So, NFL Sunday Ticket is over. What happens to all those unused channels?

Football season is DIRECTV’s best season. They’ve traditionally pulled in big profits and everyone’s happy when there’s money flowing in, especially when it comes from the excitement that is NFL football. Bringing you that football action takes a lot of resources, though; a dedicated channel for each game plus all the interactive channels. In the past that’s put a lot of strain on DIRECTV’s ability to deliver all the entertainment customers want, especially when combined with NBA and NFL games taking place at the same time. Come January, though, there’s a lot of extra capacity. What happens to it?

The neat thing about DIRECTV’s satellite delivery system is that it’s incredibly flexible. Sure, they can’t deliver an unlimited number of channels but it’s pretty impressive what they can do. It starts with variable bit rate technology. You’ve probably heard of this, because it’s been in use for about a decade. DIRECTV can tweak the signal so it takes up more or less bandwidth. Of course, the less bandwidth that’s used, the worse the picture gets. Unlike Netflix or other streaming sources, they can’t roll out new encoding schemes on the fly, but even when you consider that, they have an impressive ability to make channels take more or less bandwidth. If they need more channels, they can squeeze a little bit out of many other channels to make up the capacity they need.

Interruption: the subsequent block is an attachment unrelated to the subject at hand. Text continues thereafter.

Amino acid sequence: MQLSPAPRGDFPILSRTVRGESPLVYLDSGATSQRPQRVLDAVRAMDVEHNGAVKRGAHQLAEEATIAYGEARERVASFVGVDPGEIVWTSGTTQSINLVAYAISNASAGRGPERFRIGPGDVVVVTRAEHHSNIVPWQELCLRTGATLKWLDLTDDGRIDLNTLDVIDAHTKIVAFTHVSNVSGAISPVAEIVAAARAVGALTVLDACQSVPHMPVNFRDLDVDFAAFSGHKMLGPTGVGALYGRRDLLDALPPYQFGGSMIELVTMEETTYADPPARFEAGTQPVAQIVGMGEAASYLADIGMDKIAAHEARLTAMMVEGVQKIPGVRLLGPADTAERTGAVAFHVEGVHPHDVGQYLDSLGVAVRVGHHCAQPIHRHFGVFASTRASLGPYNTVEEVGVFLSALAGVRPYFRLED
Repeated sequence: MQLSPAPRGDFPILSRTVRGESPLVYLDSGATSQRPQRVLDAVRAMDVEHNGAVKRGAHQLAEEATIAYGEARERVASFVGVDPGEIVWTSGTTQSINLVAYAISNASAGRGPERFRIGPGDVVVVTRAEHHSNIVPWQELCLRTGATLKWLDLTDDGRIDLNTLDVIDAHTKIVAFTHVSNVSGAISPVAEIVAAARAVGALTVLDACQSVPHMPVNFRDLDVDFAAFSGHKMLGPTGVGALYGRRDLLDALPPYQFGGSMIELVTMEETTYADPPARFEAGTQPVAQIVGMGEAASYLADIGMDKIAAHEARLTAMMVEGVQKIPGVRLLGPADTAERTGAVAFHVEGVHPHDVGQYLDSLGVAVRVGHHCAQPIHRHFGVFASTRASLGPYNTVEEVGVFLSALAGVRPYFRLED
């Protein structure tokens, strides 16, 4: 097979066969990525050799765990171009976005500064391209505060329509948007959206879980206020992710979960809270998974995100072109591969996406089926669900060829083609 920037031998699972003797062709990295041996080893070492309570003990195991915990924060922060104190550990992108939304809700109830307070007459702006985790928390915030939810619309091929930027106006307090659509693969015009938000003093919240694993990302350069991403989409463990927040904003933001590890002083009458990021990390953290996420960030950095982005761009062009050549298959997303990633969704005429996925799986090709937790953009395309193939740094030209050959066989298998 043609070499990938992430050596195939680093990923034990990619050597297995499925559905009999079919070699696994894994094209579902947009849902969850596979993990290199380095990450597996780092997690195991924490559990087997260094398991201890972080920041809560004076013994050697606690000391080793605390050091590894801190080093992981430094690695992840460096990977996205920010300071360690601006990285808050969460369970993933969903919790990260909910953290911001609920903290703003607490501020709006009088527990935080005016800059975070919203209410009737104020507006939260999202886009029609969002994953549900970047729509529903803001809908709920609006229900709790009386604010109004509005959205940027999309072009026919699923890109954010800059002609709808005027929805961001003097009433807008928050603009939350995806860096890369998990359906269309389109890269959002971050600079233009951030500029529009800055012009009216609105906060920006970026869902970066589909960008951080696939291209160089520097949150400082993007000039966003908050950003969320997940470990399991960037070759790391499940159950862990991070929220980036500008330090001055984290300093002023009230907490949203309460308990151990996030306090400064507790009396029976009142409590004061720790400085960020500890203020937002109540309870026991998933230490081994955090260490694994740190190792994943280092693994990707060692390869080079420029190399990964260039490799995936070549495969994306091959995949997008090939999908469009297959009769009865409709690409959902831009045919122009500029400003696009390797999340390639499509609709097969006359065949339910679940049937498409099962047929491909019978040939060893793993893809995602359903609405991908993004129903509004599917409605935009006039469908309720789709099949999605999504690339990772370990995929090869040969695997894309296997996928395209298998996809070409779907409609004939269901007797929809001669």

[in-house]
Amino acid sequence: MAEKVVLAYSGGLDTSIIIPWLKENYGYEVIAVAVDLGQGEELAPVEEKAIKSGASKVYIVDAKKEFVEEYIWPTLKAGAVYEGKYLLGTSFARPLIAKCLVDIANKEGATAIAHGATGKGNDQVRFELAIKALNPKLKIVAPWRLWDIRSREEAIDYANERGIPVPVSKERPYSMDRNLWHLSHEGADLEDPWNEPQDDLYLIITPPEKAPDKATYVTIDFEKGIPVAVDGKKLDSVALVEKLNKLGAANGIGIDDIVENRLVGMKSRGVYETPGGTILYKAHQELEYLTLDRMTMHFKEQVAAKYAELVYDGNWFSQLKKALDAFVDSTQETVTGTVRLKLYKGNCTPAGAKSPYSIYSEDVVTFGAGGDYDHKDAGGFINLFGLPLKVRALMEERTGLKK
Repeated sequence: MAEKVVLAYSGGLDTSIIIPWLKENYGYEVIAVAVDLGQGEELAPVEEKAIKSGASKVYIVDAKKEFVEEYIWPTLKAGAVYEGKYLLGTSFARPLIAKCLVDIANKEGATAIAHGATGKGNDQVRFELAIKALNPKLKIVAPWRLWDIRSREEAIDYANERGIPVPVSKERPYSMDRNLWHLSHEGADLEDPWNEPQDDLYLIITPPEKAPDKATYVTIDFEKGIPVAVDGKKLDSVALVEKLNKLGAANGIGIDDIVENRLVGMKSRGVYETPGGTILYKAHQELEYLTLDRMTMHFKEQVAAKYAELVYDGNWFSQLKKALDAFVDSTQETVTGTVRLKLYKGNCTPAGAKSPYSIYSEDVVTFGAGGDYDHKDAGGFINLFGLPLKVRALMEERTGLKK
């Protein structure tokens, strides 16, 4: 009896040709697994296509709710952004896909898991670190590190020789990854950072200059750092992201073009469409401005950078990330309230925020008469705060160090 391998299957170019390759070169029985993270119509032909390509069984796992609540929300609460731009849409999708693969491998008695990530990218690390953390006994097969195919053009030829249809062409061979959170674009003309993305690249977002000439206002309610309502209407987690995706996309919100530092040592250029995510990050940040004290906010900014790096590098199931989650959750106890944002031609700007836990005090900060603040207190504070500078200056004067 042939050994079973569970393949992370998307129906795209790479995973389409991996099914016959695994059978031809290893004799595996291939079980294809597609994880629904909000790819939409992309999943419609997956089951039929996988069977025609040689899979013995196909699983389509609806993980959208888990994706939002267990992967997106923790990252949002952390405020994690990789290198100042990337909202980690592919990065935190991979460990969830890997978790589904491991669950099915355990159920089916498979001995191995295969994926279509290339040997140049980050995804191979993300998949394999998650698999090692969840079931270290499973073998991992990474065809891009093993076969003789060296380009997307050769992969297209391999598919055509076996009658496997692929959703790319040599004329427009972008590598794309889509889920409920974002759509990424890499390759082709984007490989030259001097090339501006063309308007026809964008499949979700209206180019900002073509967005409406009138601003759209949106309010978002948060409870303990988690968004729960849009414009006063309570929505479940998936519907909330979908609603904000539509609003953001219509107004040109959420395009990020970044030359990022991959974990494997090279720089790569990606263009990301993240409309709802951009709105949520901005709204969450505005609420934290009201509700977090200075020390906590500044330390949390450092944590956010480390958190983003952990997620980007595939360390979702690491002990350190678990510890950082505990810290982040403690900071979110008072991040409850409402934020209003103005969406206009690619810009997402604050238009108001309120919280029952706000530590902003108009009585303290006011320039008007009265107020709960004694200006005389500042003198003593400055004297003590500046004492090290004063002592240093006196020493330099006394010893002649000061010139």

Another step that’s taken is controlling the way the transponders are stacked. DIRECTV satellites have very few actual transponders when you consider the over 1,000 national and almost 10,000 local channels in use. The latest generation of hardware can stack more channels on each transponder, increasing the total number of channels without adding more satellites. Of course, right now DIRECTV is fairly flush with satellite capacity since they launched two new satellites for 4K channels that don’t exist yet.

If need be, DIRECTV can even play little tricks with channel assignments. If there’s an NFL game and and NBA game that are on the same day but happen hours apart, they can actually share one channel in the DIRECTV system even though your receiver thinks they’re different channels. They can take a pay-per-view channel off the air for just a few hours to make room for a game if they need. This kind of reassignment happens all the time and your receiver just handles it automatically.

Of course the final step would be removing unpopular channels for a day or two. This has been done in the past but it’s been years since DIRECTV needed to do it. It’s mostly really low-rated channels with limited appeal. This method can cost DIRECTV money to do if there’s a contract in place that requires 24/7 coverage, so it’s pretty rare.

So, you’ve learned how DIRECTV makes it possible to squeeze in those Sunday Ticket channels in the first place, so what happens when football season is over? Basically those channels just disappear and the capacity is used where it’s needed. For example, more DIRECTV Cinema channels could be added or the channels could be leased out to private video feeds. This also is something that happens all the time without you being aware of it.

About the Author

Stuart Sweet
Stuart Sweet is the editor-in-chief of The Solid Signal Blog and a "master plumber" at Signal Group, LLC. He is the author of over 8,000 articles and longform tutorials including many posted here. Reach him by clicking on "Contact the Editor" at the bottom of this page.